Same with returning, your dog will greet you like you’ve been away forever but responding to it is encouraging the behaviour and so, as hard as it is, it is important to realise how important this really is to helping your dog.
Start (out of sight) stays, make it a calm training exercise. Ask them to stay, go into the other room and lengthen the time your dog is asked to stay before returning. Reward with a treat but remember no excitement, energy. Extend the length of time, extend the area you go to while the dog stays working up to the front door or wherever you usually leave. This takes patience and consistency but will be the most important thing you do for them. You may have to start with seconds, the key is to ensure your dog doesn’t become distressed during your time of absence.
Start to introduce the usual signals that you are going to leave eg. Picking up the keys for these training sessions. As you build up to leaving them for longer build into it the cue that this is their alone time using the association that it brings good things. Use of things like Kong toys – stuffed with their favourite treats (frozen helps make it last longer) so their mind is occupied for the first 20 minutes after you have left. Keep these special treats for only when you are leaving them.
Some simple changes can make a huge difference, don’t underestimate the importance of these as it may seem alien to you to do but to your dog it does communicate something massive. The psychology is opposite to that of how we would be with other people. We treat dogs like children and they are our fur kids but we need to communicate things to them in a different way and for their benefit, which sometimes is hard for us to do. Do everything calmly and quietly.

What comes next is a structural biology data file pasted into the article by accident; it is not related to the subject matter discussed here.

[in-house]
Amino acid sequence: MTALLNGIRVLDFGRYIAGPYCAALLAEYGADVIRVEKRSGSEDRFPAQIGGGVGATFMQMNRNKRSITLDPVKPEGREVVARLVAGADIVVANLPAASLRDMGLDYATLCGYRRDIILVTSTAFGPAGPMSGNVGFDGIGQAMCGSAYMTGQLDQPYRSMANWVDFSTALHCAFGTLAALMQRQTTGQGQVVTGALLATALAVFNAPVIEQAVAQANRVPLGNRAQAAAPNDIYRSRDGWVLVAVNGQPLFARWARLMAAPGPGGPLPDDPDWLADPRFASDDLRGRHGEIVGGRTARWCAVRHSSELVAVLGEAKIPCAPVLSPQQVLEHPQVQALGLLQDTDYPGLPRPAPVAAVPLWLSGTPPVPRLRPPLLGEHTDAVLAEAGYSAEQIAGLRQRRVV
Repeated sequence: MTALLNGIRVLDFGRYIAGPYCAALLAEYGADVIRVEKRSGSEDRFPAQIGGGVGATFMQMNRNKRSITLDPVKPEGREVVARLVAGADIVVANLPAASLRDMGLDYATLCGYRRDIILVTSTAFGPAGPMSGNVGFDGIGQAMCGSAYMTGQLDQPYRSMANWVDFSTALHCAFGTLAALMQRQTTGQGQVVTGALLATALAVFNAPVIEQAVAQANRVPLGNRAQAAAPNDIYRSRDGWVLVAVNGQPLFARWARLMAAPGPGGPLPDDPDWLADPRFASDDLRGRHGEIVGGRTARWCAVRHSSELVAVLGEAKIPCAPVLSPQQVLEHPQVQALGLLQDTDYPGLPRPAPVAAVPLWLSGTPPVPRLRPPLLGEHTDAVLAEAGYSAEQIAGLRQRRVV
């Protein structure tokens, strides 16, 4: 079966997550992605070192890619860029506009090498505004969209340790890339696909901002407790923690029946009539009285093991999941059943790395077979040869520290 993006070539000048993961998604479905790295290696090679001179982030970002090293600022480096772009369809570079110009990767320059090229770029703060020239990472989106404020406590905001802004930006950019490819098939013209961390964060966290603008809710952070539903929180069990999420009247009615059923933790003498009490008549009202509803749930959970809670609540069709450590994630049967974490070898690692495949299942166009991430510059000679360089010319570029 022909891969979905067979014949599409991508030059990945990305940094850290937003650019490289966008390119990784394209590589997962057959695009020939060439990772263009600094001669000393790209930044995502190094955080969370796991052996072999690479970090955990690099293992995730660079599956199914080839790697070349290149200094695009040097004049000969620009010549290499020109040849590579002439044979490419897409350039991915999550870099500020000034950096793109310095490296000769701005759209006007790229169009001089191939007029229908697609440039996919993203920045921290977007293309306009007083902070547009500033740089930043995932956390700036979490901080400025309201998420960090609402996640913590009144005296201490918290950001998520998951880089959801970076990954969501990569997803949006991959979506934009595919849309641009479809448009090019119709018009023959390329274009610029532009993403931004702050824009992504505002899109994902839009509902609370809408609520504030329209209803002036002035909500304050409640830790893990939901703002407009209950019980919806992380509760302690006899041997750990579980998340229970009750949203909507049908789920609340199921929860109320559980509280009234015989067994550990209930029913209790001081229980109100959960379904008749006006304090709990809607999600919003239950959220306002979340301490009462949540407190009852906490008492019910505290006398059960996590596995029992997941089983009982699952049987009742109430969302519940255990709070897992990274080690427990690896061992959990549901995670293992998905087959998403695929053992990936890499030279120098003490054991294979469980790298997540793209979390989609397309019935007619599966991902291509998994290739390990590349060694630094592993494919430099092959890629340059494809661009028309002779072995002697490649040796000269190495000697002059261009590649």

Ensuring your dog has enough mental and physical stimulation so they can relax when they are alone is most important. There is no set rule for what this will be as it will depend on your dogs age, energy levels and physical condition but mental stimulation is often overlooked yet important. Fetch, sit and stay games etc are basic but look up some ways to encourage your dog to have to work for their food, they will love this, we often forget it.
Don’t give up. It will take a number of days and weeks as you increase their comfort level. This is often not practical with work and life pressures so enlist the help of family and friends or a dog daycare (If in Manchester www.daycare4dogs.co.uk) or pet sitter while going through the retraining process. You do not want to undo all the work by having to leave them and them getting into a distressed state again at this stage.
We advise enlisting the help of a professional throughout as this is a complex subject and one which is only touched on here. We highly recommend James Carroll (Manchester area and surrounding) www.jamescarrolldogs.com